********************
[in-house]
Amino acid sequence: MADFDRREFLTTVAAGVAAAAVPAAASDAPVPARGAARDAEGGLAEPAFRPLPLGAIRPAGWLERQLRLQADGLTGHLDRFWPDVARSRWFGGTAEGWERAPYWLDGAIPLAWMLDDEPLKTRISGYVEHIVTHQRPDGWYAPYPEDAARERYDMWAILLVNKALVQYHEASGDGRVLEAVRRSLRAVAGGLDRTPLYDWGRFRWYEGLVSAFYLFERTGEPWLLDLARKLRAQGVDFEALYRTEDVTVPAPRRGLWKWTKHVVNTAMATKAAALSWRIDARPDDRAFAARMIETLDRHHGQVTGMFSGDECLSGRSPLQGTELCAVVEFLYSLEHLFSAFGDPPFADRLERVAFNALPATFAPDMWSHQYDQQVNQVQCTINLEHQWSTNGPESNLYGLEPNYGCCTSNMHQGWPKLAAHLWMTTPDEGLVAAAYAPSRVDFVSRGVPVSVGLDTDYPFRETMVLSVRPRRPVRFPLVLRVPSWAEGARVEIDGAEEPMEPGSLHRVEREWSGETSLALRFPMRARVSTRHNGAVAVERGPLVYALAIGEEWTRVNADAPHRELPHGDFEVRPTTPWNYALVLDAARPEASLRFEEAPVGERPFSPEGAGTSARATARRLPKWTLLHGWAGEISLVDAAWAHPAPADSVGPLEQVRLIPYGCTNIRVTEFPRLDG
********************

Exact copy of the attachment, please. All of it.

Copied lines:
[in-house]
Amino acid sequence: MADFDRREFLTTVAAGVAAAAVPAAASDAPVPARGAARDAEGGLAEPAFRPLPLGAIRPAGWLERQLRLQADGLTGHLDRFWPDVARSRWFGGTAEGWERAPYWLDGAIPLAWMLDDEPLKTRISGYVEHIVTHQRPDGWYAPYPEDAARERYDMWAILLVNKALVQYHEASGDGRVLEAVRRSLRAVAGGLDRTPLYDWGRFRWYEGLVSAFYLFERTGEPWLLDLARKLRAQGVDFEALYRTEDVTVPAPRRGLWKWTKHVVNTAMATKAAALSWRIDARPDDRAFAARMIETLDRHHGQVTGMFSGDECLSGRSPLQGTELCAVVEFLYSLEHLFSAFGDPPFADRLERVAFNALPATFAPDMWSHQYDQQVNQVQCTINLEHQWSTNGPESNLYGLEPNYGCCTSNMHQGWPKLAAHLWMTTPDEGLVAAAYAPSRVDFVSRGVPVSVGLDTDYPFRETMVLSVRPRRPVRFPLVLRVPSWAEGARVEIDGAEEPMEPGSLHRVEREWSGETSLALRFPMRARVSTRHNGAVAVERGPLVYALAIGEEWTRVNADAPHRELPHGDFEVRPTTPWNYALVLDAARPEASLRFEEAPVGERPFSPEGAGTSARATARRLPKWTLLHGWAGEISLVDAAWAHPAPADSVGPLEQVRLIPYGCTNIRVTEFPRLDG